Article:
I got a phone call almost two weeks ago letting me know that my dad was at the ER in Santa Maria, CA.
It was a Sunday night and my daughter, Katie, had called her grandparents that evening to wish them a Happy Grandparents Day. When my dad answered the phone, Katie realized immediately that something wasn’t right with her pop-pop. She texted me and asked that I call my brother, who lives about 10 minutes away from them, and have him go over and check on my dad right away. He got there and immediately took my dad to the local hospital. The doctors decided to run some tests because something was terribly wrong. Within 12 hours of his being admitted, he was getting a pacemaker.
It was the next morning, Monday, that I took the four hour drive north to be there to meet my brother at the hospital along with my mom. I wanted to help out in any way I could. I arrived after my dad had just gotten out of his surgery and was back in his room.
As I walked into the Cardiac Care unit and poked my head in to say hello to my mom, a nurse guided me away to where my brother was speaking to a case worker. As I sat there in that room with the door open, I could see my mom wandering out of my father’s room looking for me. At least that is what I think she was doing. She looked confused and lost, and my heart began to hurt for her.
My mom is suffering from dementia and all of my siblings are concerned for both heir well being. Sometimes she is in a really good place and other times….not so much.
Three days after I got there, I helped get my dad and his new pacemaker home.
Katie, my daughter, her boyfriend and her two girls drove over for a few days so Katie, the nurse, could help as well. She took over the communication with the doctors and helped us all understand what was going on and how to be of assistance to my dad during this time of transition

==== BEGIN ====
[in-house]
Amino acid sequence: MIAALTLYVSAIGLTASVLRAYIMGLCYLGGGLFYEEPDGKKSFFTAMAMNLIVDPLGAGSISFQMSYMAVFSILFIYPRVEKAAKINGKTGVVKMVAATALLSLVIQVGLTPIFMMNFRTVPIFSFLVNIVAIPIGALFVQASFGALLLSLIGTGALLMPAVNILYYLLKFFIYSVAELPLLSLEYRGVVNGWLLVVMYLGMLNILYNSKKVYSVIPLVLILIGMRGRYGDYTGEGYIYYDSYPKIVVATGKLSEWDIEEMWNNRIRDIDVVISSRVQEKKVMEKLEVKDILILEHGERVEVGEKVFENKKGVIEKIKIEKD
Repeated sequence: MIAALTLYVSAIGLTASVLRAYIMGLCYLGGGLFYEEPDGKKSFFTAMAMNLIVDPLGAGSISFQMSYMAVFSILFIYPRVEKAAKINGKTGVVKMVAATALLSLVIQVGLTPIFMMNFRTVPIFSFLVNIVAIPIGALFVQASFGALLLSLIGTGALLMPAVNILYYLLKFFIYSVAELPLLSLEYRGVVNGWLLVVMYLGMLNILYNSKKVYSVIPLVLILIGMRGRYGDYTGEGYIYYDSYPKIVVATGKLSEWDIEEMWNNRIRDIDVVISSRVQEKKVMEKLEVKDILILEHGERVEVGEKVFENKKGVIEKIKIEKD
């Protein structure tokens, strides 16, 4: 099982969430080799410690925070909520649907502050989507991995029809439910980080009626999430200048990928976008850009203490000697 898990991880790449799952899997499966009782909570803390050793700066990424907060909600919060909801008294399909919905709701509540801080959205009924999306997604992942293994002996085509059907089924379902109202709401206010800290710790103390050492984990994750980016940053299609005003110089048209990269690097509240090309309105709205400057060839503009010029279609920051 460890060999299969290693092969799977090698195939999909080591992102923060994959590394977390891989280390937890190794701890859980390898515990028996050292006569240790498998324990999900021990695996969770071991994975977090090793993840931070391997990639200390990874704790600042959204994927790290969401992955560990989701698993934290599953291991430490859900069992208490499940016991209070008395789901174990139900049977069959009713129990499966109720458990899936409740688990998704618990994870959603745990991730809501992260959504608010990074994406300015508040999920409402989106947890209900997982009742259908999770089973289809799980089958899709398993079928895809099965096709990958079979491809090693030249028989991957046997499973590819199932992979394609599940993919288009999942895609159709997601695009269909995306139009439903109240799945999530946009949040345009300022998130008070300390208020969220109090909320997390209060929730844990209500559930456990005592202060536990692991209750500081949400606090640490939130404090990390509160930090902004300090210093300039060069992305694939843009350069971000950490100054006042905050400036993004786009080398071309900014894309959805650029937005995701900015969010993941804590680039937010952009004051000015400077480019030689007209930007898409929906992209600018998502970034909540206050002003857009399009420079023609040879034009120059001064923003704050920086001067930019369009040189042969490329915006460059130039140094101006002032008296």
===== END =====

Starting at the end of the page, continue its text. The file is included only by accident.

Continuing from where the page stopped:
The day after they arrived I was sitting in spare room where I was camped out for my stay and my 12 year old granddaughter, Brianna came in and plopped herself on the bed.
She asked “Grandma, do you have your book in your computer?”
“Yes,” I replied. “Why do you ask?”
“I want you to read me a chapter. Would you do that for me?” she said.
“Sure honey. How about I read chapter one?”
To that she answered, “That would be nice. So she snuggled up against me and I began to read. A few minutes later my 13 year old granddaughter, Jessie came in and asked if she could join us too.
“Absolutely. Jump on.” I laughed.
We lay there together, the three of us, as I opened my heart and my past to these beautiful children. I shared the beginning of my journey as a young, scared woman marrying their grand dad and how my life began unraveling soon after that.
They know the story is about raising their drug addicted mother and their two uncles.
The girls sat still and listened. They were as quiet as a church mouse.
When I was finished reading chapter one, Bryanna said, “Oh grandma, I can’t wait to read your book. You leave me hungry for more. I told my teacher that you are writing a book and that you are going to be an author. MY grandma, an author. He wants to read your book too.”
And then she said, “Grandma, I know you are going to win a Newberry Award.”
“Oh Bryanna, that would be wonderful. What’s a Newberry Award?” I inquired.
She smiled as she answered, “I’m not sure, but I know it has to do with books and I think it’s something that goes on the outside of the book, like a sticker. You’re going to win Grandma. I just know you are.”
I felt so blessed at that moment.
Nothing else has really changed in the situation with my parents. My dad is home from the hospital. He is working to get stronger but can’t take care of my mom like he used to. My mom will never get her memory back. This is not an easy time for our family. We are taking it one day at a time.
Because of my father and his need for his daughter, I got to spend precious time not only with my parents but I received a present from the heart from two very special granddaughters.
I sat there on the bed after they left the room and my soul smiled. I realized that even in what appears to be a crisis there are always silver linings. I must only be aware and open my eyes to the miracles and gifts around me.
On that afternoon I received a true gift of love and I am grateful.
Thank you Bryanna and Jessie. YOU are so beautiful.
And thanks pop-pop for not dying. I’m not ready for you to go HOME yet.